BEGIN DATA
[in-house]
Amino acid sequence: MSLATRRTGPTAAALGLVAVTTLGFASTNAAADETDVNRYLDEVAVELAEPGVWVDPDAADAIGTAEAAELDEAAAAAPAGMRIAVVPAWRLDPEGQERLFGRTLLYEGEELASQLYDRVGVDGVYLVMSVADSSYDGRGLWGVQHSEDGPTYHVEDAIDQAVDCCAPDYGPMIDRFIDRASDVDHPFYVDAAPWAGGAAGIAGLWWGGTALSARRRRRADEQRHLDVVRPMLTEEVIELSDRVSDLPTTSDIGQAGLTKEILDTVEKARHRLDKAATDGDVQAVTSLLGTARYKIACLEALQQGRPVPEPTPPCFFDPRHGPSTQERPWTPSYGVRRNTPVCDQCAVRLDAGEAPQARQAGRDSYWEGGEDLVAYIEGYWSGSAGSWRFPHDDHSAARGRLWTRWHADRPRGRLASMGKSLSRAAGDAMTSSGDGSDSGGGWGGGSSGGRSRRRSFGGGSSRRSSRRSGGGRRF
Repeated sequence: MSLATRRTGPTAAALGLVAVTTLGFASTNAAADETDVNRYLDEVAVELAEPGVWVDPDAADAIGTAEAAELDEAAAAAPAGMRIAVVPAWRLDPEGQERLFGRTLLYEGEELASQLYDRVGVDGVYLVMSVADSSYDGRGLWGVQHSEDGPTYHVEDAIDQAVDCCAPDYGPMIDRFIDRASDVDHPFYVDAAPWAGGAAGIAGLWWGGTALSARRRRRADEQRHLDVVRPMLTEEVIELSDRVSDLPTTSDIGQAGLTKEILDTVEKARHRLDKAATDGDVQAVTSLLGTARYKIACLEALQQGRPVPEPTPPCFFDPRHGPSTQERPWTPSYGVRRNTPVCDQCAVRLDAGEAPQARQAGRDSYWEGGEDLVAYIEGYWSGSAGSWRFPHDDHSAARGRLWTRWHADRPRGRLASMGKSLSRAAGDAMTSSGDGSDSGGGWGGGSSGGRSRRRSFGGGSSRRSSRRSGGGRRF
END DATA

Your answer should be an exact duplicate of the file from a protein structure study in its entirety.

[in-house]
Amino acid sequence: MSLATRRTGPTAAALGLVAVTTLGFASTNAAADETDVNRYLDEVAVELAEPGVWVDPDAADAIGTAEAAELDEAAAAAPAGMRIAVVPAWRLDPEGQERLFGRTLLYEGEELASQLYDRVGVDGVYLVMSVADSSYDGRGLWGVQHSEDGPTYHVEDAIDQAVDCCAPDYGPMIDRFIDRASDVDHPFYVDAAPWAGGAAGIAGLWWGGTALSARRRRRADEQRHLDVVRPMLTEEVIELSDRVSDLPTTSDIGQAGLTKEILDTVEKARHRLDKAATDGDVQAVTSLLGTARYKIACLEALQQGRPVPEPTPPCFFDPRHGPSTQERPWTPSYGVRRNTPVCDQCAVRLDAGEAPQARQAGRDSYWEGGEDLVAYIEGYWSGSAGSWRFPHDDHSAARGRLWTRWHADRPRGRLASMGKSLSRAAGDAMTSSGDGSDSGGGWGGGSSGGRSRRRSFGGGSSRRSSRRSGGGRRF
Repeated sequence: MSLATRRTGPTAAALGLVAVTTLGFASTNAAADETDVNRYLDEVAVELAEPGVWVDPDAADAIGTAEAAELDEAAAAAPAGMRIAVVPAWRLDPEGQERLFGRTLLYEGEELASQLYDRVGVDGVYLVMSVADSSYDGRGLWGVQHSEDGPTYHVEDAIDQAVDCCAPDYGPMIDRFIDRASDVDHPFYVDAAPWAGGAAGIAGLWWGGTALSARRRRRADEQRHLDVVRPMLTEEVIELSDRVSDLPTTSDIGQAGLTKEILDTVEKARHRLDKAATDGDVQAVTSLLGTARYKIACLEALQQGRPVPEPTPPCFFDPRHGPSTQERPWTPSYGVRRNTPVCDQCAVRLDAGEAPQARQAGRDSYWEGGEDLVAYIEGYWSGSAGSWRFPHDDHSAARGRLWTRWHADRPRGRLASMGKSLSRAAGDAMTSSGDGSDSGGGWGGGSSGGRSRRRSFGGGSSRRSSRRSGGGRRF